A NSW company developing a hand-held device to determine pregnancy status at an early stage using breath samples from breeding females has earned a $600,000 Commercialisation Grant from the Federal Government.
Agscent Pty Ltd received the grant this week to commercialise its agtech solution for improved livestock breeding and management.
The hand-held device draws in a cow’s breath, identifying specific volatile bio-markers which show pregnancy at various stages, allowing farmers to detect early pregnancy in livestock. The company has provisional patents applied for on a range of breath bio-markers.
If it lives up to expectations over accuracy, repeatability and convenience, the technology could dramatically change industry practises surrounding determination of pregnancy status, currently reliant on manual pregnancy testing or ultrasound.
The technology was the focus of a preliminary ‘proof of concept’ R&D project backed by Meat and Livestock Australia and NSW DPI back in 2018.
The first stage of that project was designed to determine the feasibility and efficacy of detecting specific volatile biomarkers in breath samples to determine pregnancy status in cattle. The device also had the potential to be applied to other non-invasive diagnostics related to productivity, health and welfare status, the project summary said.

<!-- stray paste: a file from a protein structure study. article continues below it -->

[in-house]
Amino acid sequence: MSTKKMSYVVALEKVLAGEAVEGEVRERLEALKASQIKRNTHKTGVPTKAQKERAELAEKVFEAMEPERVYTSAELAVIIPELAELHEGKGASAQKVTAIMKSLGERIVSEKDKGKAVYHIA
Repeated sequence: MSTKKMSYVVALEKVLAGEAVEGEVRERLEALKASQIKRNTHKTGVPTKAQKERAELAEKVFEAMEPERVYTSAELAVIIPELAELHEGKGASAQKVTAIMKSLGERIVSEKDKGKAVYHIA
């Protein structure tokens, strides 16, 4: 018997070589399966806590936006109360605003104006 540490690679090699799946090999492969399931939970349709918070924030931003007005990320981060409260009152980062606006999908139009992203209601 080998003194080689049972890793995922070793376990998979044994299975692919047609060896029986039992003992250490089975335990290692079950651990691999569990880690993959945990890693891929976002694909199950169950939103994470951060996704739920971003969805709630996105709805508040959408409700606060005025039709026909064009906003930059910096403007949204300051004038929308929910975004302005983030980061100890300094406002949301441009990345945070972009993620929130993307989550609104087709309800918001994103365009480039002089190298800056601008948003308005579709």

In the second phase of the project, work has focused on developing the device that will be used in the field, with further investigation to determine whether it can be linked to other animal ID technology to allow individual animal identification and inclusion in farm management and decision support tools.
If successful, the development of the technology would allow beef producers to improve the efficiency and profitability of their enterprises by better managing reproductive performance in herds. This would have flow-on benefits for marketing, nutritional management and health and welfare, the report summary said.
The company’s technology currently involved two steps, company founder Dr Bronwyn Darlington said.
The first was the livestock sampling device, which takes only seconds to collect breath from an animal in the crush. In a separate process, nano-sensors are then used to identify biological compounds in the breath sample, which change during pregnancy.
“We have been able to detect pregnancy at 60 days and in about 30 seconds but believe we can reduce this with further work,” Dr Darlington said.
The real breakthrough in the project development was in accurately identifying the bio-makers related to bovine pregnancy, she said.
“When we first started, we simply went looking for biomarker pattern differences with pregnant females. We quickly realised we could detect them, but it was necessary to really ‘clean-up’ the breath sample, because we are often collecting samples in less than ideal testing conditions. The environment is hugely challenging for this sort of work,” Dr Darlington said.
“We’ve now really refined that, and with this week’s grant, were now able to apply new sensor technology which is even more sensitive,” she said. “Working with CSIRO, we’ve made some significant strides in identifying more biomarkers for pregnancy. The grant will help pull all that together into a single-hand-held device, from the current three steps.”